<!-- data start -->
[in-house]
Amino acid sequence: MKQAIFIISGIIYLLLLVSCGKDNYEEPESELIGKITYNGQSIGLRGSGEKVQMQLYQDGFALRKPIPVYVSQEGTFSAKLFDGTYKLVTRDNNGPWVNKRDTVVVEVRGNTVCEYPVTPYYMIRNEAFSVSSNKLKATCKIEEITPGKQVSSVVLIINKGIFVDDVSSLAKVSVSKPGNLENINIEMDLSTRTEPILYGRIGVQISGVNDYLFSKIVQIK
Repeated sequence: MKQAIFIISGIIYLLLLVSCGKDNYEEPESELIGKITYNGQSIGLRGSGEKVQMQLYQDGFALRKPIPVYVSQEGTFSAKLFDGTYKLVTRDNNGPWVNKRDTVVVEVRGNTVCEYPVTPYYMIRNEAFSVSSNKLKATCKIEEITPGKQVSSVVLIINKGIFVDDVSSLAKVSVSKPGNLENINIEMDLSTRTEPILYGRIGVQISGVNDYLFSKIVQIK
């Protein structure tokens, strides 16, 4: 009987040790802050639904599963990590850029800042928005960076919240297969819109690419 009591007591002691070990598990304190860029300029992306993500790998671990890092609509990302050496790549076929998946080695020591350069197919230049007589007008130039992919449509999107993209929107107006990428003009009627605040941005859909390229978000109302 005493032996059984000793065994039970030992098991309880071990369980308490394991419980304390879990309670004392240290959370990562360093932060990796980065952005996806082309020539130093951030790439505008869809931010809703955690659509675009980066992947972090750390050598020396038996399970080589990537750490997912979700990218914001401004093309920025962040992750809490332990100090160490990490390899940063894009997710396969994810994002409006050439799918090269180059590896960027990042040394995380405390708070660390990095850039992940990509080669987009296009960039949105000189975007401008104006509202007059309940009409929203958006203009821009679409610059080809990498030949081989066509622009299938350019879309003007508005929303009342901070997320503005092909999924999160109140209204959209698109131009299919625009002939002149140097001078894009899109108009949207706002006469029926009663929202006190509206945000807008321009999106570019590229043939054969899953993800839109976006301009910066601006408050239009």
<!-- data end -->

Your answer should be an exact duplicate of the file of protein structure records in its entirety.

[in-house]
Amino acid sequence: MKQAIFIISGIIYLLLLVSCGKDNYEEPESELIGKITYNGQSIGLRGSGEKVQMQLYQDGFALRKPIPVYVSQEGTFSAKLFDGTYKLVTRDNNGPWVNKRDTVVVEVRGNTVCEYPVTPYYMIRNEAFSVSSNKLKATCKIEEITPGKQVSSVVLIINKGIFVDDVSSLAKVSVSKPGNLENINIEMDLSTRTEPILYGRIGVQISGVNDYLFSKIVQIK
Repeated sequence: MKQAIFIISGIIYLLLLVSCGKDNYEEPESELIGKITYNGQSIGLRGSGEKVQMQLYQDGFALRKPIPVYVSQEGTFSAKLFDGTYKLVTRDNNGPWVNKRDTVVVEVRGNTVCEYPVTPYYMIRNEAFSVSSNKLKATCKIEEITPGKQVSSVVLIINKGIFVDDVSSLAKVSVSKPGNLENINIEMDLSTRTEPILYGRIGVQISGVNDYLFSKIVQIK
């Protein structure tokens, strides 16, 4: 009987040790802050639904599963990590850029800042928005960076919240297969819109690419 009591007591002691070990598990304190860029300029992306993500790998671990890092609509990302050496790549076929998946080695020591350069197919230049007589007008130039992919449509999107993209929107107006990428003009009627605040941005859909390229978000109302 005493032996059984000793065994039970030992098991309880071990369980308490394991419980304390879990309670004392240290959370990562360093932060990796980065952005996806082309020539130093951030790439505008869809931010809703955690659509675009980066992947972090750390050598020396038996399970080589990537750490997912979700990218914001401004093309920025962040992750809490332990100090160490990490390899940063894009997710396969994810994002409006050439799918090269180059590896960027990042040394995380405390708070660390990095850039992940990509080669987009296009960039949105000189975007401008104006509202007059309940009409929203958006203009821009679409610059080809990498030949081989066509622009299938350019879309003007508005929303009342901070997320503005092909999924999160109140209204959209698109131009299919625009002939002149140097001078894009899109108009949207706002006469029926009663929202006190509206945000807008321009999106570019590229043939054969899953993800839109976006301009910066601006408050239009």